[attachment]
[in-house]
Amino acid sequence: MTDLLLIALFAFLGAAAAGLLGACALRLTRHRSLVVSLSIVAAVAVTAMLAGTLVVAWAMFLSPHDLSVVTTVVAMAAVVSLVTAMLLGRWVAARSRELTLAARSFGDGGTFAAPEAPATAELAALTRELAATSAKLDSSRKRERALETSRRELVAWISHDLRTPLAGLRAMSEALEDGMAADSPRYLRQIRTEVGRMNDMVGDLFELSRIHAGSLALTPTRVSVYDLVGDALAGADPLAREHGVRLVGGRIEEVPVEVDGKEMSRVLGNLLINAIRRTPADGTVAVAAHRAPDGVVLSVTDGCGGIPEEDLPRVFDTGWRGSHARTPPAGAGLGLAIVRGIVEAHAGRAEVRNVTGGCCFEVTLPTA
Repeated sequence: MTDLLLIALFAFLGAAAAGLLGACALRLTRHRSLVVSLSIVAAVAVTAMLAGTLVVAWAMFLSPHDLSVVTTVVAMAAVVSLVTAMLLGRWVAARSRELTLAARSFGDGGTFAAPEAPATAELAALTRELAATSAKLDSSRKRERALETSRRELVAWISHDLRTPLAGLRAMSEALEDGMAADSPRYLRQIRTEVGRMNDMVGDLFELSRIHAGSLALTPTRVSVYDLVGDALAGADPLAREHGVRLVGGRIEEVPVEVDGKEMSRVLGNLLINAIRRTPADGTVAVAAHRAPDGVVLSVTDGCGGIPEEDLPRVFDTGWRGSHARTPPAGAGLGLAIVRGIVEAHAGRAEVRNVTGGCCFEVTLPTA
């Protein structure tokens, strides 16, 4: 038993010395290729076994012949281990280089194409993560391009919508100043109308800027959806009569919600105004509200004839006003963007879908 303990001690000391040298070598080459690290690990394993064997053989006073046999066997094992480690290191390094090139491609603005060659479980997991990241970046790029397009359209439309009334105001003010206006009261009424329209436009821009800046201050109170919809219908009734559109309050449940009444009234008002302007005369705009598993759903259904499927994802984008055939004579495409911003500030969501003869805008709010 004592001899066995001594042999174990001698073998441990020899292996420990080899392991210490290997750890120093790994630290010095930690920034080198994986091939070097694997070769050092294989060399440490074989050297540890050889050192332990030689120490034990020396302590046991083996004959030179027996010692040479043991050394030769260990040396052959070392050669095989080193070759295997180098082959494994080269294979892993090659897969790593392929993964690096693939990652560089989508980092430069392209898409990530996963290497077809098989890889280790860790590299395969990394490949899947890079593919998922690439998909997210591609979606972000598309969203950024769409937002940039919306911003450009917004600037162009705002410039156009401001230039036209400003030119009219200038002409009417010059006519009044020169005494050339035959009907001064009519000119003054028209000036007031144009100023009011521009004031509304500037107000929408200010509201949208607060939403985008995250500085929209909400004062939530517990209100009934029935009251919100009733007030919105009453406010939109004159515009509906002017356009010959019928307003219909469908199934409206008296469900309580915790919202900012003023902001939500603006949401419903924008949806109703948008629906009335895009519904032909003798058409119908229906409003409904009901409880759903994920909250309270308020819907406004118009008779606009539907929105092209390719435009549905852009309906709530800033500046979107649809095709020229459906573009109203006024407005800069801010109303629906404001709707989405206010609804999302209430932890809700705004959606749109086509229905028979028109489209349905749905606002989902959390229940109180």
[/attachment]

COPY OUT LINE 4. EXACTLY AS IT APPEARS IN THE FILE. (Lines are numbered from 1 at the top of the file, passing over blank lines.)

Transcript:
């Protein structure tokens, strides 16, 4: 038993010395290729076994012949281990280089194409993560391009919508100043109308800027959806009569919600105004509200004839006003963007879908 303990001690000391040298070598080459690290690990394993064997053989006073046999066997094992480690290191390094090139491609603005060659479980997991990241970046790029397009359209439309009334105001003010206006009261009424329209436009821009800046201050109170919809219908009734559109309050449940009444009234008002302007005369705009598993759903259904499927994802984008055939004579495409911003500030969501003869805008709010 004592001899066995001594042999174990001698073998441990020899292996420990080899392991210490290997750890120093790994630290010095930690920034080198994986091939070097694997070769050092294989060399440490074989050297540890050889050192332990030689120490034990020396302590046991083996004959030179027996010692040479043991050394030769260990040396052959070392050669095989080193070759295997180098082959494994080269294979892993090659897969790593392929993964690096693939990652560089989508980092430069392209898409990530996963290497077809098989890889280790860790590299395969990394490949899947890079593919998922690439998909997210591609979606972000598309969203950024769409937002940039919306911003450009917004600037162009705002410039156009401001230039036209400003030119009219200038002409009417010059006519009044020169005494050339035959009907001064009519000119003054028209000036007031144009100023009011521009004031509304500037107000929408200010509201949208607060939403985008995250500085929209909400004062939530517990209100009934029935009251919100009733007030919105009453406010939109004159515009509906002017356009010959019928307003219909469908199934409206008296469900309580915790919202900012003023902001939500603006949401419903924008949806109703948008629906009335895009519904032909003798058409119908229906409003409904009901409880759903994920909250309270308020819907406004118009008779606009539907929105092209390719435009549905852009309906709530800033500046979107649809095709020229459906573009109203006024407005800069801010109303629906404001709707989405206010609804999302209430932890809700705004959606749109086509229905028979028109489209349905749905606002989902959390229940109180």